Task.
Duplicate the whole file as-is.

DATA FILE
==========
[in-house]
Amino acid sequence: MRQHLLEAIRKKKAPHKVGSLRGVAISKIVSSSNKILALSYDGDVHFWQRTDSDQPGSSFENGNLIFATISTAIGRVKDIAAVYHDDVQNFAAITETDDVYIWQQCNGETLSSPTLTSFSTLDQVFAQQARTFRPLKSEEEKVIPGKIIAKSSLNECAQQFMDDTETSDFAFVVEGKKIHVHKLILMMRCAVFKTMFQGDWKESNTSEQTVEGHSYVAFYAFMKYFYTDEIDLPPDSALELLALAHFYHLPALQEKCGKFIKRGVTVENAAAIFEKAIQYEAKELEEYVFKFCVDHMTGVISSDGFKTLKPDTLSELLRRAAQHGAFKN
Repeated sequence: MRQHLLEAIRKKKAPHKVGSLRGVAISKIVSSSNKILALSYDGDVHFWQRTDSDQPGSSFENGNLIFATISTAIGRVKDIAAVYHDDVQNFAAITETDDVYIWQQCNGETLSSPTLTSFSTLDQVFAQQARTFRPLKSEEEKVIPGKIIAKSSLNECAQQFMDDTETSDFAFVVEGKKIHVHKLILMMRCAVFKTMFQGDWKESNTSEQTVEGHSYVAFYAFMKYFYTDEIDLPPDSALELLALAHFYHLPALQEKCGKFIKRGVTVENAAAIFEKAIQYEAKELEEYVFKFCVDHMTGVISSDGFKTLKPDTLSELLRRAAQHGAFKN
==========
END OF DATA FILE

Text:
[in-house]
Amino acid sequence: MRQHLLEAIRKKKAPHKVGSLRGVAISKIVSSSNKILALSYDGDVHFWQRTDSDQPGSSFENGNLIFATISTAIGRVKDIAAVYHDDVQNFAAITETDDVYIWQQCNGETLSSPTLTSFSTLDQVFAQQARTFRPLKSEEEKVIPGKIIAKSSLNECAQQFMDDTETSDFAFVVEGKKIHVHKLILMMRCAVFKTMFQGDWKESNTSEQTVEGHSYVAFYAFMKYFYTDEIDLPPDSALELLALAHFYHLPALQEKCGKFIKRGVTVENAAAIFEKAIQYEAKELEEYVFKFCVDHMTGVISSDGFKTLKPDTLSELLRRAAQHGAFKN
Repeated sequence: MRQHLLEAIRKKKAPHKVGSLRGVAISKIVSSSNKILALSYDGDVHFWQRTDSDQPGSSFENGNLIFATISTAIGRVKDIAAVYHDDVQNFAAITETDDVYIWQQCNGETLSSPTLTSFSTLDQVFAQQARTFRPLKSEEEKVIPGKIIAKSSLNECAQQFMDDTETSDFAFVVEGKKIHVHKLILMMRCAVFKTMFQGDWKESNTSEQTVEGHSYVAFYAFMKYFYTDEIDLPPDSALELLALAHFYHLPALQEKCGKFIKRGVTVENAAAIFEKAIQYEAKELEEYVFKFCVDHMTGVISSDGFKTLKPDTLSELLRRAAQHGAFKN